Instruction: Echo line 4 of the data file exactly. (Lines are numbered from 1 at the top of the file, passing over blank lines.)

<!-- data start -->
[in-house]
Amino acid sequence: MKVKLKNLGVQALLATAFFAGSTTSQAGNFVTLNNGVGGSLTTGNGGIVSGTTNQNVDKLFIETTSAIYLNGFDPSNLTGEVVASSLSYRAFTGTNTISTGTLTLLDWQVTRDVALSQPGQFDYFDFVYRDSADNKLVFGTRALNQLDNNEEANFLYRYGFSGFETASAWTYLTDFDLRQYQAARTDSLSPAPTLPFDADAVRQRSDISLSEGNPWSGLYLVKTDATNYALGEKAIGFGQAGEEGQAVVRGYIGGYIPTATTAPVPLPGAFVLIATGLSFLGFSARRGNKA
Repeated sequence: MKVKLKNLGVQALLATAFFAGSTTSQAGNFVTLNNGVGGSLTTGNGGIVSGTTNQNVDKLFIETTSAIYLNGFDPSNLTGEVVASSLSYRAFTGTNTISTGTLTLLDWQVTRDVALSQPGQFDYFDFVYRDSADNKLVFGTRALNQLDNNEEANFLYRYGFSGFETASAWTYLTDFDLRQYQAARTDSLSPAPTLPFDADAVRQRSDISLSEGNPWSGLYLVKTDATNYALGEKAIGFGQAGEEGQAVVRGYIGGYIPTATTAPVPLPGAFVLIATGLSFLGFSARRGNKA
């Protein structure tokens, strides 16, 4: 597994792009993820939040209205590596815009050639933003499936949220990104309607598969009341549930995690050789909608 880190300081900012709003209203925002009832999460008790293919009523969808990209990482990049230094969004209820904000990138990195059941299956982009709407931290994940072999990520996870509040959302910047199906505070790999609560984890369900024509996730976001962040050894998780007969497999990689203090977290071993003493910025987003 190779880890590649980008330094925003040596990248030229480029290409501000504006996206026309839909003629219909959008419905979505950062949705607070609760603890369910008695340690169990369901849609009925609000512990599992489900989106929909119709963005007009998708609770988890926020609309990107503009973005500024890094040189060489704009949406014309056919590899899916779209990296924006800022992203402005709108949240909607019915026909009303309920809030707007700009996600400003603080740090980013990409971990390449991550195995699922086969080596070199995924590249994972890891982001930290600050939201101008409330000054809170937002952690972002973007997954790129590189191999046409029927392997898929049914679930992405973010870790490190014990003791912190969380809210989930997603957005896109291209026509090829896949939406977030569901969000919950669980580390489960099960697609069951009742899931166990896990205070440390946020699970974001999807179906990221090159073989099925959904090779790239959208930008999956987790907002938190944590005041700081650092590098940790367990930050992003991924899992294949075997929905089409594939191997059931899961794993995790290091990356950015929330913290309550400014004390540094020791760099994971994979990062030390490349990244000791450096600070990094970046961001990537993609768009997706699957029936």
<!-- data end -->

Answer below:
């Protein structure tokens, strides 16, 4: 597994792009993820939040209205590596815009050639933003499936949220990104309607598969009341549930995690050789909608 880190300081900012709003209203925002009832999460008790293919009523969808990209990482990049230094969004209820904000990138990195059941299956982009709407931290994940072999990520996870509040959302910047199906505070790999609560984890369900024509996730976001962040050894998780007969497999990689203090977290071993003493910025987003 190779880890590649980008330094925003040596990248030229480029290409501000504006996206026309839909003629219909959008419905979505950062949705607070609760603890369910008695340690169990369901849609009925609000512990599992489900989106929909119709963005007009998708609770988890926020609309990107503009973005500024890094040189060489704009949406014309056919590899899916779209990296924006800022992203402005709108949240909607019915026909009303309920809030707007700009996600400003603080740090980013990409971990390449991550195995699922086969080596070199995924590249994972890891982001930290600050939201101008409330000054809170937002952690972002973007997954790129590189191999046409029927392997898929049914679930992405973010870790490190014990003791912190969380809210989930997603957005896109291209026509090829896949939406977030569901969000919950669980580390489960099960697609069951009742899931166990896990205070440390946020699970974001999807179906990221090159073989099925959904090779790239959208930008999956987790907002938190944590005041700081650092590098940790367990930050992003991924899992294949075997929905089409594939191997059931899961794993995790290091990356950015929330913290309550400014004390540094020791760099994971994979990062030390490349990244000791450096600070990094970046961001990537993609768009997706699957029936």